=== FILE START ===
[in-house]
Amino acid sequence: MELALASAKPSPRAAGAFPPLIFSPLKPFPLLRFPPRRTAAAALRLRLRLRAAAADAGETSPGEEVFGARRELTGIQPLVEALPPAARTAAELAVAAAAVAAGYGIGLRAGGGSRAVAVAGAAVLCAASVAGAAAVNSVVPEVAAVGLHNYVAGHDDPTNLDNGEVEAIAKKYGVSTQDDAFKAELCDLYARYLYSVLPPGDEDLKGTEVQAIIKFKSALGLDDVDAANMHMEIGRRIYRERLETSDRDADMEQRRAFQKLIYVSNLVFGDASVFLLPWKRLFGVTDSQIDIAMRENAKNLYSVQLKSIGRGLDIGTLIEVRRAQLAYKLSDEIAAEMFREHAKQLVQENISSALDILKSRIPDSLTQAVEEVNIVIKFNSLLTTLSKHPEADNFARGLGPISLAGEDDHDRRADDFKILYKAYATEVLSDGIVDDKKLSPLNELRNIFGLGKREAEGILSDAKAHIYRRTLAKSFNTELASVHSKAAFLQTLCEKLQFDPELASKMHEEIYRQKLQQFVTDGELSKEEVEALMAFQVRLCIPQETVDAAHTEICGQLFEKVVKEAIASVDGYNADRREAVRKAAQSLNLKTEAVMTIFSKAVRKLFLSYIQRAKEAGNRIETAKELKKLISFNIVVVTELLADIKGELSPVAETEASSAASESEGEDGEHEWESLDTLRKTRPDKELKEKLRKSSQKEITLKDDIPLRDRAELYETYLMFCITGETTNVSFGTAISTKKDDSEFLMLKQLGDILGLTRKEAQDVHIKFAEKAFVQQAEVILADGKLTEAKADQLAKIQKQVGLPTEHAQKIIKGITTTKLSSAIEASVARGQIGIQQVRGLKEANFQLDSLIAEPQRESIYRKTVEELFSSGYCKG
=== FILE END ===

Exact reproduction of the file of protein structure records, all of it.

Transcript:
[in-house]
Amino acid sequence: MELALASAKPSPRAAGAFPPLIFSPLKPFPLLRFPPRRTAAAALRLRLRLRAAAADAGETSPGEEVFGARRELTGIQPLVEALPPAARTAAELAVAAAAVAAGYGIGLRAGGGSRAVAVAGAAVLCAASVAGAAAVNSVVPEVAAVGLHNYVAGHDDPTNLDNGEVEAIAKKYGVSTQDDAFKAELCDLYARYLYSVLPPGDEDLKGTEVQAIIKFKSALGLDDVDAANMHMEIGRRIYRERLETSDRDADMEQRRAFQKLIYVSNLVFGDASVFLLPWKRLFGVTDSQIDIAMRENAKNLYSVQLKSIGRGLDIGTLIEVRRAQLAYKLSDEIAAEMFREHAKQLVQENISSALDILKSRIPDSLTQAVEEVNIVIKFNSLLTTLSKHPEADNFARGLGPISLAGEDDHDRRADDFKILYKAYATEVLSDGIVDDKKLSPLNELRNIFGLGKREAEGILSDAKAHIYRRTLAKSFNTELASVHSKAAFLQTLCEKLQFDPELASKMHEEIYRQKLQQFVTDGELSKEEVEALMAFQVRLCIPQETVDAAHTEICGQLFEKVVKEAIASVDGYNADRREAVRKAAQSLNLKTEAVMTIFSKAVRKLFLSYIQRAKEAGNRIETAKELKKLISFNIVVVTELLADIKGELSPVAETEASSAASESEGEDGEHEWESLDTLRKTRPDKELKEKLRKSSQKEITLKDDIPLRDRAELYETYLMFCITGETTNVSFGTAISTKKDDSEFLMLKQLGDILGLTRKEAQDVHIKFAEKAFVQQAEVILADGKLTEAKADQLAKIQKQVGLPTEHAQKIIKGITTTKLSSAIEASVARGQIGIQQVRGLKEANFQLDSLIAEPQRESIYRKTVEELFSSGYCKG